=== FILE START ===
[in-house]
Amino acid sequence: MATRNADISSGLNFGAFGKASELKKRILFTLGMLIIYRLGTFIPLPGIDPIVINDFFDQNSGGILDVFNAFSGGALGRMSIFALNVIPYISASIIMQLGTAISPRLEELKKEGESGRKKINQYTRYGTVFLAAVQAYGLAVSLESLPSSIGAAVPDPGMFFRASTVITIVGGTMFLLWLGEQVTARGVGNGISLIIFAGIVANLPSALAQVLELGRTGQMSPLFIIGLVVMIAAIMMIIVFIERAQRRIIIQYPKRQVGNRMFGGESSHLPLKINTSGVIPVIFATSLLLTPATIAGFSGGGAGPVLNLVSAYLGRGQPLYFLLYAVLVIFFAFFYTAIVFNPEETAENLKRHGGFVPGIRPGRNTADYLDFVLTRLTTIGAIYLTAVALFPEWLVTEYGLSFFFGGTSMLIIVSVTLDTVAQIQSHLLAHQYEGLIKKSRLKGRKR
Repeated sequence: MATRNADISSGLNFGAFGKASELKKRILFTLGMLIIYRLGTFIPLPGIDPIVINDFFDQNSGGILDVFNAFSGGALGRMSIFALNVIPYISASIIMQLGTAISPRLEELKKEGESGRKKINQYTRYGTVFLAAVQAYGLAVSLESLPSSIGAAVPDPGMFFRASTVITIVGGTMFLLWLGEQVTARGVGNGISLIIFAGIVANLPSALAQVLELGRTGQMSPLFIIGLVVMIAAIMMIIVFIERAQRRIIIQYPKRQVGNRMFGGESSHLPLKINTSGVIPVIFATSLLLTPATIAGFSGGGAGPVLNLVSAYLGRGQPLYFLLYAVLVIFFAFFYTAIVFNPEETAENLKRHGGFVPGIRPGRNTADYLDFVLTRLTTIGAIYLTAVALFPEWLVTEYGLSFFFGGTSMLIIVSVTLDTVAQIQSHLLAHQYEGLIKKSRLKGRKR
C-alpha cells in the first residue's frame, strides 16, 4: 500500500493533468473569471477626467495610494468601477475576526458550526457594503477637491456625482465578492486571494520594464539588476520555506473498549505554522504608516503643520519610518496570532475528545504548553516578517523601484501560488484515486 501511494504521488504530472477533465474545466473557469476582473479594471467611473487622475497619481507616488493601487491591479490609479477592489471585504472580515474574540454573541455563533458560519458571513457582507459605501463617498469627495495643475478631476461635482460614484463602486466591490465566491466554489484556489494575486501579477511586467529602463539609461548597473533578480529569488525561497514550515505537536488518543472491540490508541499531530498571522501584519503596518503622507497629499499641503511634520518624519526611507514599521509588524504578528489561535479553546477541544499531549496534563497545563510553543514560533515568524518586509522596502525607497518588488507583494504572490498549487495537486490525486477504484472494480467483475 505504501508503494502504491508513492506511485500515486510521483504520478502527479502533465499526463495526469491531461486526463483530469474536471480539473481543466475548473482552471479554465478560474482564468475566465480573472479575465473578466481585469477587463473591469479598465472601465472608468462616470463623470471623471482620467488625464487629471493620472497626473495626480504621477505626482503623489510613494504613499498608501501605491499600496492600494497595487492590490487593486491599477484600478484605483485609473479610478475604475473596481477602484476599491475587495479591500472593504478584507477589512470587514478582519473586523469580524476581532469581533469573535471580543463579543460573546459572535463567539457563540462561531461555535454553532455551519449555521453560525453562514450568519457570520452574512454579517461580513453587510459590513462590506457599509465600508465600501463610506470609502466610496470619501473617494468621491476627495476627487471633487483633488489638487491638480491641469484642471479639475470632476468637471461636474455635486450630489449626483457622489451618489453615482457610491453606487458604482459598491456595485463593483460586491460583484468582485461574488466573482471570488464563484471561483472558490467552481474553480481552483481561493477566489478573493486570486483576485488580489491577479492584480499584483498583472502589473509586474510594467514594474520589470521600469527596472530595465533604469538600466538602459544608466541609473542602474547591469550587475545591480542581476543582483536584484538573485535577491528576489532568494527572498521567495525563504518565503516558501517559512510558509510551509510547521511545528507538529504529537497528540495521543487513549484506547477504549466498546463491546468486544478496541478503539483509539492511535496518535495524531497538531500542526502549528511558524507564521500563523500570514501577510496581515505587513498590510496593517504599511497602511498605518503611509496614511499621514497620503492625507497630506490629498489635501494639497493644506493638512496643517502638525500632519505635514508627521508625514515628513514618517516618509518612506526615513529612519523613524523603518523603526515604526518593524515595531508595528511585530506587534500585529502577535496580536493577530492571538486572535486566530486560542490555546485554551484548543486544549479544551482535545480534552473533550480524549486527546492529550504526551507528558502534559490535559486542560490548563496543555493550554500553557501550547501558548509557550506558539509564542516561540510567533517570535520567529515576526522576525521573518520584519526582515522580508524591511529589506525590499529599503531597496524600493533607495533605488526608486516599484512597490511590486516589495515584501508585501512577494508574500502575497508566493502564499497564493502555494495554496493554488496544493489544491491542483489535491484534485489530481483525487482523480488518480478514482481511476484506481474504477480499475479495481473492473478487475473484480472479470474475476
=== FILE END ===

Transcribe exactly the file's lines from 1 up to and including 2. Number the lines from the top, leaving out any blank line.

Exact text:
[in-house]
Amino acid sequence: MATRNADISSGLNFGAFGKASELKKRILFTLGMLIIYRLGTFIPLPGIDPIVINDFFDQNSGGILDVFNAFSGGALGRMSIFALNVIPYISASIIMQLGTAISPRLEELKKEGESGRKKINQYTRYGTVFLAAVQAYGLAVSLESLPSSIGAAVPDPGMFFRASTVITIVGGTMFLLWLGEQVTARGVGNGISLIIFAGIVANLPSALAQVLELGRTGQMSPLFIIGLVVMIAAIMMIIVFIERAQRRIIIQYPKRQVGNRMFGGESSHLPLKINTSGVIPVIFATSLLLTPATIAGFSGGGAGPVLNLVSAYLGRGQPLYFLLYAVLVIFFAFFYTAIVFNPEETAENLKRHGGFVPGIRPGRNTADYLDFVLTRLTTIGAIYLTAVALFPEWLVTEYGLSFFFGGTSMLIIVSVTLDTVAQIQSHLLAHQYEGLIKKSRLKGRKR